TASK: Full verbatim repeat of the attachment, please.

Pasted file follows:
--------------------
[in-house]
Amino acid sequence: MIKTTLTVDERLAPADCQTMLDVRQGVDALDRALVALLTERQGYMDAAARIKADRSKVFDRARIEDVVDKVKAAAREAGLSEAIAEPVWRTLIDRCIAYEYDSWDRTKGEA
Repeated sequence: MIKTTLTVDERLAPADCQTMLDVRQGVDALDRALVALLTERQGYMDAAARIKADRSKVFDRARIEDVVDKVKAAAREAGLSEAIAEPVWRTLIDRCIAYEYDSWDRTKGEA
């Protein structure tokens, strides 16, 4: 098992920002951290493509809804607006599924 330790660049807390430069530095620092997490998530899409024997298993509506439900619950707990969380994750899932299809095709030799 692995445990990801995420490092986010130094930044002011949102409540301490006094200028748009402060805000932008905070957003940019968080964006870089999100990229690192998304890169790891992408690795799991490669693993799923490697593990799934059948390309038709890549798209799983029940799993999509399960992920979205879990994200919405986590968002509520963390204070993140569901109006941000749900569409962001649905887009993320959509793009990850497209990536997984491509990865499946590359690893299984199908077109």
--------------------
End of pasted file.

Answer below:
[in-house]
Amino acid sequence: MIKTTLTVDERLAPADCQTMLDVRQGVDALDRALVALLTERQGYMDAAARIKADRSKVFDRARIEDVVDKVKAAAREAGLSEAIAEPVWRTLIDRCIAYEYDSWDRTKGEA
Repeated sequence: MIKTTLTVDERLAPADCQTMLDVRQGVDALDRALVALLTERQGYMDAAARIKADRSKVFDRARIEDVVDKVKAAAREAGLSEAIAEPVWRTLIDRCIAYEYDSWDRTKGEA
């Protein structure tokens, strides 16, 4: 098992920002951290493509809804607006599924 330790660049807390430069530095620092997490998530899409024997298993509506439900619950707990969380994750899932299809095709030799 692995445990990801995420490092986010130094930044002011949102409540301490006094200028748009402060805000932008905070957003940019968080964006870089999100990229690192998304890169790891992408690795799991490669693993799923490697593990799934059948390309038709890549798209799983029940799993999509399960992920979205879990994200919405986590968002509520963390204070993140569901109006941000749900569409962001649905887009993320959509793009990850497209990536997984491509990865499946590359690893299984199908077109």